From Healy to Fairbanks, where the winter temperature sometimes reaches 70 degrees below zero, and 25 degrees below zero is considered a fairly warm day, the line passes through rolling valley country most sections of which are underlaid with permafrost and ice lenses. The average depth of summer thaw is only a few feet; consequently, embankments of gravel or earth placed on top of these permanently frozen areas are always settling during the hot summer season when the thermometer climbs to plus 98 degrees or better.
The gravel ballast and embakments warm up under the almost constant summer sun and act like hot pokers placed on top of ice cakes. Hundreds of thousands of cubic yards of backfilling and grade raising material have been used and the settlement of the tracks partially stopped in this section Icing of the tracks caused by creeks overflowing during the winter has also to be taken care of and continually watched especially during the extreme cold periods.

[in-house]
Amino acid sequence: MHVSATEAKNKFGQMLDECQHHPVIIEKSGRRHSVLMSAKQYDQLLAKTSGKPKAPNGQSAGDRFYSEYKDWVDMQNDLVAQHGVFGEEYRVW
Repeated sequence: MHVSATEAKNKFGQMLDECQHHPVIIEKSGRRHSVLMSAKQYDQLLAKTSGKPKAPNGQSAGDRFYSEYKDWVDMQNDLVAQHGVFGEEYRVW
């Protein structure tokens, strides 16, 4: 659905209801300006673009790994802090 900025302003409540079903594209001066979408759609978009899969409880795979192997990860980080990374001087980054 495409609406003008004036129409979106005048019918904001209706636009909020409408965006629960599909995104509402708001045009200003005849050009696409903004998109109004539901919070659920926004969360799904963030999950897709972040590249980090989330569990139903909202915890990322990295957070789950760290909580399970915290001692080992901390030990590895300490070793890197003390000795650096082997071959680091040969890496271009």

There are many other additional railroad hazards of winter origin that prevent the speedy and safe operation of trains in Alaska in comparison to most railroads in Continental United States. During the spring breakup cake ice starts floating down the rivers blocking and jamming the entire channels causing the ice to be deposited on the adjacent tracks. The section of mainline along the Susitna River between MP 225.0 and 263.0 are subject to these ice jams. Mud slides from thawing slopes of glacial moraine are also associated with the spring breakup. Rocks and clay loosened by the winter frost fall or slide onto the tracks and cause many train delays. Two large locomotive-type ditchers are constantly employed cleaning away such rock falls and slides.